From: Rob Stewart (stewart_at_[hidden])
Date: 2005-08-10 16:45:27
From: Florian Stegner <FlSt_at_[hidden]>
> Rob Stewart wrote:
> >From: Florian Stegner <FlSt_at_[hidden]>
> >>Rob Stewart wrote:
> >>>From: Matthew Vogt <mattvogt_at_[hidden]>
> >>>>Matthew Vogt wrote:
> I will try to summarize all types of multivalues:
> any_of ( s ) <PRED> x -> is true if one or more elements of s satisfy
> the test "element <PRED> x"
> all_of( s ) <PRED> x -> is true all elements of s satisfy the test
> "element <PRED> x"
> none_of( s ) <PRED> x -> negation of any_of( a ): is false if one ore
> more elements of s satisfy[...]
> ???_of( s ) <PRED> x-> negation of all_of( a ) ( in my implementation
> not_all_of( a ) ): is false if all elements of s satisfy[...]. This is
> still missing in your implementation. Your implementation of not_all is
> the negation of any_of.
I think it was a copy and paste error.
> one_of( s ) <PRED> x -> is true if exact one element of s statisfy[...]
> n_of( n, s ) <PRED> x -> is true if exact n elements of s satisfy[...]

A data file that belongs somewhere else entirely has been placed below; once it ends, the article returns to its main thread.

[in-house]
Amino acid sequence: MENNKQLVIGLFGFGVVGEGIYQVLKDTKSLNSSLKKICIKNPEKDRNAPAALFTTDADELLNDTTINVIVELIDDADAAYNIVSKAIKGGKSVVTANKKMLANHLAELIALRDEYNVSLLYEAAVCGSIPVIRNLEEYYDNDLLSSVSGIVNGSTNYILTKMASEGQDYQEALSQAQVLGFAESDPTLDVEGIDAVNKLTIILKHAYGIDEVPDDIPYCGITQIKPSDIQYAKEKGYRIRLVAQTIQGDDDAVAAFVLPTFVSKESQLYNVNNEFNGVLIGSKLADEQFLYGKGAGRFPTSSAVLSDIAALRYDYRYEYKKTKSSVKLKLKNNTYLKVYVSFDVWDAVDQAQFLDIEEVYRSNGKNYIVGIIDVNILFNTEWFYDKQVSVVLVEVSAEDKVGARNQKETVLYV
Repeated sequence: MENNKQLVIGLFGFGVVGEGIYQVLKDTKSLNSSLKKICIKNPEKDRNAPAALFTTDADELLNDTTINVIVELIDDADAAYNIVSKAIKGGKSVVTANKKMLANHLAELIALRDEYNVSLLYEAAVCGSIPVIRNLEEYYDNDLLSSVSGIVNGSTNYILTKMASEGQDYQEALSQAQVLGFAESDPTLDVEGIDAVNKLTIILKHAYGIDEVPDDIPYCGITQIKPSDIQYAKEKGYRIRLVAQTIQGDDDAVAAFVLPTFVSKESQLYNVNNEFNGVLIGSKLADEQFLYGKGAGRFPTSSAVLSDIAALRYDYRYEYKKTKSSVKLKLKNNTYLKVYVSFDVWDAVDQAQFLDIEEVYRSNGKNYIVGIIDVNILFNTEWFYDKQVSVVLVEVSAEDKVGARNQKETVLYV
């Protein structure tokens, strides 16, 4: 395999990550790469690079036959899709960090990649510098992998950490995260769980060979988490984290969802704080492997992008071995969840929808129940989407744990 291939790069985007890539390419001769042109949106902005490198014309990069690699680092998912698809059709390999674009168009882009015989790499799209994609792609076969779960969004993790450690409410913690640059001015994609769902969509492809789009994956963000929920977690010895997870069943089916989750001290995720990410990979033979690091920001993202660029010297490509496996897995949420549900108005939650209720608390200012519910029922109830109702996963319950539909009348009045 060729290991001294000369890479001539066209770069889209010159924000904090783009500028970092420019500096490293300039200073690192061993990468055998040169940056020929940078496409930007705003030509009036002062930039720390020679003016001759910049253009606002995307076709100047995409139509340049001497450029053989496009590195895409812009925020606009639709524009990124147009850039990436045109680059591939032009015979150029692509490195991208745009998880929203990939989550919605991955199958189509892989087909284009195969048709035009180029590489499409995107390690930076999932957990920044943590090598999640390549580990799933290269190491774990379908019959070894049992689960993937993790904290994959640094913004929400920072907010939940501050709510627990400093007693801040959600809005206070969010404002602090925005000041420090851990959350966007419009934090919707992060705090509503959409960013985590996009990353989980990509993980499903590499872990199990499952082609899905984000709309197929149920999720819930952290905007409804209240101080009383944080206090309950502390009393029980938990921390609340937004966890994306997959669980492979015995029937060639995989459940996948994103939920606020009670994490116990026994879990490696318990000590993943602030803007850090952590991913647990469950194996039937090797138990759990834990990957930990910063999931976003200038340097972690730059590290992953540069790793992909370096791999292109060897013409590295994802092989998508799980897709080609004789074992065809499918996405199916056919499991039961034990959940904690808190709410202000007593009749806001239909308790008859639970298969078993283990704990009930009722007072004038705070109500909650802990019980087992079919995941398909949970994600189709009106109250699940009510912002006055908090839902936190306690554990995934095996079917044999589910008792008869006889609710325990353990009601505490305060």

> some_of( n, m, s ) <PRED> x -> is true if more than n and less than m+1
> elements of s satisfy[...]
I don't agree. Why the strange treatment of the two limits? We
need to decide whether the count is inclusive, exclusive, or both
(left inclusive, right exclusive). My assumption has been
inclusive for both values.
> From your description of each_of: Your implementation of all_of() is
> correct. I'm right? And each_of needs to refactored?
My all_of implementation was correct. I think we can eliminate
-- Rob Stewart stewart_at_[hidden] Software Engineer http://www.sig.com Susquehanna International Group, LLP using std::disclaimer;